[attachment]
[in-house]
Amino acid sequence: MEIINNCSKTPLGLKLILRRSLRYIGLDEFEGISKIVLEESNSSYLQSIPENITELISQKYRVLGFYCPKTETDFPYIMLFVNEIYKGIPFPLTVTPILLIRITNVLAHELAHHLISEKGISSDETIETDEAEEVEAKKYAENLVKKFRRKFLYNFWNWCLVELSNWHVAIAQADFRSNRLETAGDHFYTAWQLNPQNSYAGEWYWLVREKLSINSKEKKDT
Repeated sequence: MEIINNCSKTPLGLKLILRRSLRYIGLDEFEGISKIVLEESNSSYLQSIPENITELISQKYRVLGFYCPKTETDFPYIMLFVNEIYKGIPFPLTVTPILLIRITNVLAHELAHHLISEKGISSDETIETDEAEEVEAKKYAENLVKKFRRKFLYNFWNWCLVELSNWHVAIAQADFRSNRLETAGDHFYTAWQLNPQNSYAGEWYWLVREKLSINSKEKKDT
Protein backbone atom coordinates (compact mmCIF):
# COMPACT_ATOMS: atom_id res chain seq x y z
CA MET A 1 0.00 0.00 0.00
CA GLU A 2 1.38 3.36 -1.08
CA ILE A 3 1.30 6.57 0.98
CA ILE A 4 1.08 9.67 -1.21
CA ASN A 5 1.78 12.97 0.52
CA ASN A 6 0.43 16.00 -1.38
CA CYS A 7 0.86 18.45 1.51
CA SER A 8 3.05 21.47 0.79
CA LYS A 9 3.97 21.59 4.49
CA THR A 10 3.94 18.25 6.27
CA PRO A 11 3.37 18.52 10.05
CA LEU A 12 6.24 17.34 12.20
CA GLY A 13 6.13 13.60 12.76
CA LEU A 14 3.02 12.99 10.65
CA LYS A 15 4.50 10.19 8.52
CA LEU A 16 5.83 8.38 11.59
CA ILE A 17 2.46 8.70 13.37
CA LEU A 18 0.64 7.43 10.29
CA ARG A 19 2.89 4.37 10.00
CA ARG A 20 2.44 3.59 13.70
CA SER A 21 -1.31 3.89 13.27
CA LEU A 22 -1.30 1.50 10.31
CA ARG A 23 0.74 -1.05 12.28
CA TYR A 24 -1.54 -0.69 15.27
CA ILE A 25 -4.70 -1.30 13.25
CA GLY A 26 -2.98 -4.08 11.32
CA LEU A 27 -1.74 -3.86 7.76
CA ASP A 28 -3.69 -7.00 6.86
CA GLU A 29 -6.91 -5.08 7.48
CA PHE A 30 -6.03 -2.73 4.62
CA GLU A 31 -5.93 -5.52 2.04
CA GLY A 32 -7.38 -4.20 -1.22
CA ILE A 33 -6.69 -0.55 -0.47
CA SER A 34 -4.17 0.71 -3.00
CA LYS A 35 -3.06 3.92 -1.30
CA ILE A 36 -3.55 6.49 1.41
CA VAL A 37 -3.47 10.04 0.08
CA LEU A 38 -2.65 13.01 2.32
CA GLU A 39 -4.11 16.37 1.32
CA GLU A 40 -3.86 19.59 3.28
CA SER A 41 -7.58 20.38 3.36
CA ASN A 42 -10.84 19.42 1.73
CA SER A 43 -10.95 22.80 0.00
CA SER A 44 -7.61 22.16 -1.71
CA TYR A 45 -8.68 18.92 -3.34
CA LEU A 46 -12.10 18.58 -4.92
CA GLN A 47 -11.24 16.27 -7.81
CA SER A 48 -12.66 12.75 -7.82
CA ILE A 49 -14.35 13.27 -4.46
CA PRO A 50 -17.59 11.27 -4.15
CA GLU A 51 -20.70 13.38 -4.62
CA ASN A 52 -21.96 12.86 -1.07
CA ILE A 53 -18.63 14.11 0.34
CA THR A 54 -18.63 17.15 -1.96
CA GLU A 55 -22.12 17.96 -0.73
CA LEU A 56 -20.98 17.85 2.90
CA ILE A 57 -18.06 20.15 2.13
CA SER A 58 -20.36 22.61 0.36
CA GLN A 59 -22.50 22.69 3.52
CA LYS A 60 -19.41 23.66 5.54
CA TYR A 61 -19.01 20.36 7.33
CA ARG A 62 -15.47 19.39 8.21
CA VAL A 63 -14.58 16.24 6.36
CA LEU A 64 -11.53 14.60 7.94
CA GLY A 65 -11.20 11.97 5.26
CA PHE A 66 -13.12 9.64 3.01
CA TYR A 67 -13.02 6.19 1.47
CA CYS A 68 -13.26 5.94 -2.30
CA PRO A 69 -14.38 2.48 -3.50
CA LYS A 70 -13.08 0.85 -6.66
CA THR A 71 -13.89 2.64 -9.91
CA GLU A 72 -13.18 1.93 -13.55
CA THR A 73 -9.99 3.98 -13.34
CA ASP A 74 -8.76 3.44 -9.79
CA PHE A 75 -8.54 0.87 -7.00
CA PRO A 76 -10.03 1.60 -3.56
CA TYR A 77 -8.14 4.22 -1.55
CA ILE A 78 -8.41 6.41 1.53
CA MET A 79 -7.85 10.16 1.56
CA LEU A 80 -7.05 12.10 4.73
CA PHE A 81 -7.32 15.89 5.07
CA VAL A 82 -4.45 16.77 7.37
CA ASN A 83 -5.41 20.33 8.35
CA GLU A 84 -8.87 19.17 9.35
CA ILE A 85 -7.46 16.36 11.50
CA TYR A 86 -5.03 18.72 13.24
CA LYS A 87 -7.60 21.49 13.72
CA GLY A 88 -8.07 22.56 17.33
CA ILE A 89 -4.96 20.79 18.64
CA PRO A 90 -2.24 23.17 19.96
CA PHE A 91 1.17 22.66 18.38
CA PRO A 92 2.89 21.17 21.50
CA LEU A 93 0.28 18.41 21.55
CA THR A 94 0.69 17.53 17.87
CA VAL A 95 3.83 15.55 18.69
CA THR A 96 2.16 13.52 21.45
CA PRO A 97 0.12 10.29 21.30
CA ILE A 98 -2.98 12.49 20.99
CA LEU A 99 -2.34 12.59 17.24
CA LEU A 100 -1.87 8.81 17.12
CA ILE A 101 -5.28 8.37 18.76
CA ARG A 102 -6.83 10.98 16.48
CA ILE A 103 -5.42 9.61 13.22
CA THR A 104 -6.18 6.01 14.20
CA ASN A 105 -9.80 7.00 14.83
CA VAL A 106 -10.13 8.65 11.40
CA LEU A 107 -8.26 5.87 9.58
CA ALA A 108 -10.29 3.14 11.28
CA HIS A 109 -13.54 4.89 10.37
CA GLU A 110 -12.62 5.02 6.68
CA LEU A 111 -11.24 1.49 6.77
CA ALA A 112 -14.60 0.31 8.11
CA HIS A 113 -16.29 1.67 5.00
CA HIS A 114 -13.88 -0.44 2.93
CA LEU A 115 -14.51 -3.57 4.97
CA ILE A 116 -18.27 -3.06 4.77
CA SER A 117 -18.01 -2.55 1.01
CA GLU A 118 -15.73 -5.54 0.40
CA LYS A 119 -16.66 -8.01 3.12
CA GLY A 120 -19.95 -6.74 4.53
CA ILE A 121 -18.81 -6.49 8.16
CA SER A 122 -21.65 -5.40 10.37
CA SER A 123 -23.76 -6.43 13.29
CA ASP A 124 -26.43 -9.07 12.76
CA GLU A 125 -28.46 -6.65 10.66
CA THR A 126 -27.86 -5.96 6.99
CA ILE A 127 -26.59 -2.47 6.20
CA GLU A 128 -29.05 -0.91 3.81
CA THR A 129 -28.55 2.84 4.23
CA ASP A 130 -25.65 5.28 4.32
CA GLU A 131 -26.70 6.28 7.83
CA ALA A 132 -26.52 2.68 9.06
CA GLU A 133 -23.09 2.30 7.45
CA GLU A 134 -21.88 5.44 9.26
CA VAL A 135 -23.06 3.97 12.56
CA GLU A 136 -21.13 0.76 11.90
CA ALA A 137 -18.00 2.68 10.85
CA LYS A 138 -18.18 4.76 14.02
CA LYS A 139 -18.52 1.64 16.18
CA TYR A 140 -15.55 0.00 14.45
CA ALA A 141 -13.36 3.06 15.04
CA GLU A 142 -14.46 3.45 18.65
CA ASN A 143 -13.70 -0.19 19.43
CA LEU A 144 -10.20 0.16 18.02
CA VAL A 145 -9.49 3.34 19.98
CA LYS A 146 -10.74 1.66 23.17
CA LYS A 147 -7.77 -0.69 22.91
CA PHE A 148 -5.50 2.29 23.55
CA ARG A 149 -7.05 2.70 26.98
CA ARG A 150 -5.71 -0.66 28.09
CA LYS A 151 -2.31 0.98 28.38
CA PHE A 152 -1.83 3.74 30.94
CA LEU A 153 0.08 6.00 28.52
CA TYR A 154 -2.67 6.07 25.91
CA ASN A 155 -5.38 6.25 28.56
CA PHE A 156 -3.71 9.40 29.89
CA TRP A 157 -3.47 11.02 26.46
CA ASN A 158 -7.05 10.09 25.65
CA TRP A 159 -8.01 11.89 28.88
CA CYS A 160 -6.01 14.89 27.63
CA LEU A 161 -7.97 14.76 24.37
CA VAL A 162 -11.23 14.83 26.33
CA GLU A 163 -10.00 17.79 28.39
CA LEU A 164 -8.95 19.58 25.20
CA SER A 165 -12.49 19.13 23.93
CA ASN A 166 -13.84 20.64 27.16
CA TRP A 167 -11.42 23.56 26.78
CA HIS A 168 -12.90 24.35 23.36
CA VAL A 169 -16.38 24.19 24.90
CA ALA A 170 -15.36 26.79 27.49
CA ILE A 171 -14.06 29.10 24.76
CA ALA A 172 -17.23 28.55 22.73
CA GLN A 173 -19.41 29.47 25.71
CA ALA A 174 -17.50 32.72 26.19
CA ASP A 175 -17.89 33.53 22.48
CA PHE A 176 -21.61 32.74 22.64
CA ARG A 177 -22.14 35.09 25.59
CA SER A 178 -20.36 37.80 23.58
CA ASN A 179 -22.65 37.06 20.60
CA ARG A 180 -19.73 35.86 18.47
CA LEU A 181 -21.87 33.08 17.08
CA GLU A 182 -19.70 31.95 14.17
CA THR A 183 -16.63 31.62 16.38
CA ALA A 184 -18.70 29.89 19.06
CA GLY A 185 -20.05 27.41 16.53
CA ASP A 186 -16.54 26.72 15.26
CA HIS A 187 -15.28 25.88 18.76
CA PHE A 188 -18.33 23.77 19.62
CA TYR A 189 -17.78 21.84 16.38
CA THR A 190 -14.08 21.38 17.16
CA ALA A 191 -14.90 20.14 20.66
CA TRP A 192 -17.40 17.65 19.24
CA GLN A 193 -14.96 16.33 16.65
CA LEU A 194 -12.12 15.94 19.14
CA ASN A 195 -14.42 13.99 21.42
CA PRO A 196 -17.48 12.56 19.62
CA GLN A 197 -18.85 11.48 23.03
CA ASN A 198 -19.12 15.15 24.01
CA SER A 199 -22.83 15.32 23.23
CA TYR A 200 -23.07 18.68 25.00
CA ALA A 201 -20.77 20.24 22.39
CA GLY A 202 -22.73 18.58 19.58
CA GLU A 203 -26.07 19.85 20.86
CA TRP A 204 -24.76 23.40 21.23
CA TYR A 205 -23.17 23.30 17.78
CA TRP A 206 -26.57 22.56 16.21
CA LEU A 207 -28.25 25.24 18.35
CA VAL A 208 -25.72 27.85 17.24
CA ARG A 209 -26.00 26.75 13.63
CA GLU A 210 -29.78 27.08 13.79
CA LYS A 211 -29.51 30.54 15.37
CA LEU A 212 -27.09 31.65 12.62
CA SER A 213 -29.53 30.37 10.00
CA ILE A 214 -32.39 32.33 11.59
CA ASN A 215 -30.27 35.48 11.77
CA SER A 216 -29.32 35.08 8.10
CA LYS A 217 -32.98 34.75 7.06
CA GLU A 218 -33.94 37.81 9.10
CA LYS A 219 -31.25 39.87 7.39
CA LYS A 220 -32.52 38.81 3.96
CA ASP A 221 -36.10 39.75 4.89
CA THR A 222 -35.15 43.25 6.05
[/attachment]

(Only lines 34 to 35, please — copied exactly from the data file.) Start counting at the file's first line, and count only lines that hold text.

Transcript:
CA GLU A 29 -6.91 -5.08 7.48
CA PHE A 30 -6.03 -2.73 4.62